For those who ferment more frequently or consume more, at the high end, you can get an airtight fermenting crock (Fancypants store William Sonoma has this and so does my favorite Amish homesteading store Lehman's). I just got my first one, a Boleslawiec, I bought through an HMN member temporarily based in Poland. It has a water gutter to allow gases to escape and keeps air out. Crock weights I got from William Sonoma and the pestle I picked up at the Asian market sometime back. The ones specifically for fermenting are called sauerkraut cabbage crushers and I'm sure are more expensive.
(FYI I am not affiliated with any of the aforementioned stores or companies. This is my personal opinion.)
- 3.5 pounds mustard greens
- 2 tablespoons grey salt (or 1.5 tbs himalayan salt)
- plus hot water & 1 tbs grey salt for brine
- 1.5L or 2 QT jar
- (optional) a wide mouth funnel
- rock sterilized in boiling water
- a pestle, cabbage crusher, your fist & forearm
The traditional way of washing greens uses less water than letting the faucet run. Fill a bucket or large bowl with water and submerge the mustard greens to wash them. Plunge the greens up and down to get the water sloshing; the dirt and sediment sink to the bottom. Rub your thumbs across the inner stalks to remove any dirt. Remove the greens and compost the water lightly rinsing any residue off the bucket. Repeat at least once more until clean.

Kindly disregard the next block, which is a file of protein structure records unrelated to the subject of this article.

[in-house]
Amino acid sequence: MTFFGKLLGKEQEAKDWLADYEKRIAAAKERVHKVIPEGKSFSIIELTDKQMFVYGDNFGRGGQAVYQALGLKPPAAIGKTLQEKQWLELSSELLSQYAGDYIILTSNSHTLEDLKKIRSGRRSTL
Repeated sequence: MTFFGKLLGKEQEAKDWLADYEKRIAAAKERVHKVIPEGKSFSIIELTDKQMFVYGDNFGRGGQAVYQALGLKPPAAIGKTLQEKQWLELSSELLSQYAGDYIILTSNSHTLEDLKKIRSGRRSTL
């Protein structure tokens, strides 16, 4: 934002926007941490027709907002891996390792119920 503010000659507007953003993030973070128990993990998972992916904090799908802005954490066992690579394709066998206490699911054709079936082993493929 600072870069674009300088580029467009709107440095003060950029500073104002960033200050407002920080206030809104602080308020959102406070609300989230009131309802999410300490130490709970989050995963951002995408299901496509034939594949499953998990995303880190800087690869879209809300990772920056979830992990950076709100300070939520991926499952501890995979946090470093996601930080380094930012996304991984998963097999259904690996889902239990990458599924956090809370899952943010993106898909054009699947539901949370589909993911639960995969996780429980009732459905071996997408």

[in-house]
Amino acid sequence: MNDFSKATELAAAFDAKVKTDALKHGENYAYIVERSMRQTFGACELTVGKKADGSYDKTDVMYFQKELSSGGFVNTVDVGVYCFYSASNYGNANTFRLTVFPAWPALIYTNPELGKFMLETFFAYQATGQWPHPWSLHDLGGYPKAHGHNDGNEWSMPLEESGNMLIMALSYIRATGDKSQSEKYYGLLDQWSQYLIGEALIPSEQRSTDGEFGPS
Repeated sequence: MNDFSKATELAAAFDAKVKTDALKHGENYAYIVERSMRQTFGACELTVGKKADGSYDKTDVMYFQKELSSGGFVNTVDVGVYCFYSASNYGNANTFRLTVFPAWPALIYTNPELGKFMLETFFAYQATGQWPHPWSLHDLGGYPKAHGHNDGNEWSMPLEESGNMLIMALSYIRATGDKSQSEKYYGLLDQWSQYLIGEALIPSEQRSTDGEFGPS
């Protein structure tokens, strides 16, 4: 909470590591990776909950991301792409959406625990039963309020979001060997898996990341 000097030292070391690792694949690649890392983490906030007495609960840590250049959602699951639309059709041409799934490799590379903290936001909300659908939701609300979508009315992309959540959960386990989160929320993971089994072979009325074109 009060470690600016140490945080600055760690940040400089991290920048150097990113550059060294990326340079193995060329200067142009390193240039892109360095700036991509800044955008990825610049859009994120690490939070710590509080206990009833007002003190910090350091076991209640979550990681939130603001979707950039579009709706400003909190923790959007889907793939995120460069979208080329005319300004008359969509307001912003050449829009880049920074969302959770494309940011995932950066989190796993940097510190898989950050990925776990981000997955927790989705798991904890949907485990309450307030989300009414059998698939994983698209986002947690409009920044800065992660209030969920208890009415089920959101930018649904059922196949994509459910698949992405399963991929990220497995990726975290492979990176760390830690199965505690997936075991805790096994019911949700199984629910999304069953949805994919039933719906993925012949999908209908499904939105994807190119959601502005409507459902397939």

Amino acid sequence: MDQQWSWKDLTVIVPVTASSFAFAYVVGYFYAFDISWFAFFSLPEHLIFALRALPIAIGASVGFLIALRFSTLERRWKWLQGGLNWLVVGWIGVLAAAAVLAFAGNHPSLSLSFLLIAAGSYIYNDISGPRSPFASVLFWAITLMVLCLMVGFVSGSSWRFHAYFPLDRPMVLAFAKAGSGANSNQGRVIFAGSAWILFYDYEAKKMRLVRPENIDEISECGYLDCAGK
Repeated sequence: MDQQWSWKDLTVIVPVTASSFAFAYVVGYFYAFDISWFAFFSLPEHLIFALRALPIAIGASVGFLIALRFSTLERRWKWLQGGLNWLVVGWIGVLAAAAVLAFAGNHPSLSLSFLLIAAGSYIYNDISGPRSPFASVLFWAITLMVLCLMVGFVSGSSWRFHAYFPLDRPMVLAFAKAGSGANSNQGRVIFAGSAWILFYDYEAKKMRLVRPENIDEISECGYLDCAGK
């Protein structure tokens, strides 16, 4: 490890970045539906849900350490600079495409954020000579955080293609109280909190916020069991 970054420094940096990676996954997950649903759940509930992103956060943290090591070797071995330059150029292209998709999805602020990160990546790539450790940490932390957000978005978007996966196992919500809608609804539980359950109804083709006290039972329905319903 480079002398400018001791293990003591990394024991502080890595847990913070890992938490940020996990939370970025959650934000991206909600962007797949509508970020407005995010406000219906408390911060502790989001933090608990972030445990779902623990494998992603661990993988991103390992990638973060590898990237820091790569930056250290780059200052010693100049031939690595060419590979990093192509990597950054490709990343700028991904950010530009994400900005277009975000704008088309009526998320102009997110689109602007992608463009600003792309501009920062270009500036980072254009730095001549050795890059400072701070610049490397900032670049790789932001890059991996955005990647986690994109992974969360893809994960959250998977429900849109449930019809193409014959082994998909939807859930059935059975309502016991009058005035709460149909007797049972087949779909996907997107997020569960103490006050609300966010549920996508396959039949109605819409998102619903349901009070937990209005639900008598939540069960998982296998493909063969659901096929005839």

Drain the greens in a colander. In the ideal world, you would be patient enough to dry them either spread out in the sun or by air dry. Sometimes, I just salt them somewhat damp. In the future, I think I will use my food dehydrator to quickly dry the greens which along with salting helps the cellulose to contract making for a crunchier pickle.
Chop up the mustard greens and toss with 2 tbs of grey sea salt. Let this sit for at least 30 minutes so that the water can release. If you shortcut this and the greens don't have time to absorb the salt, the mustard greens will be mushy.
While the above two steps are taking place, prep your jar. With any container, I recommend pouring boiling water over the inside to kill off any mold spores or undesirable bacteria.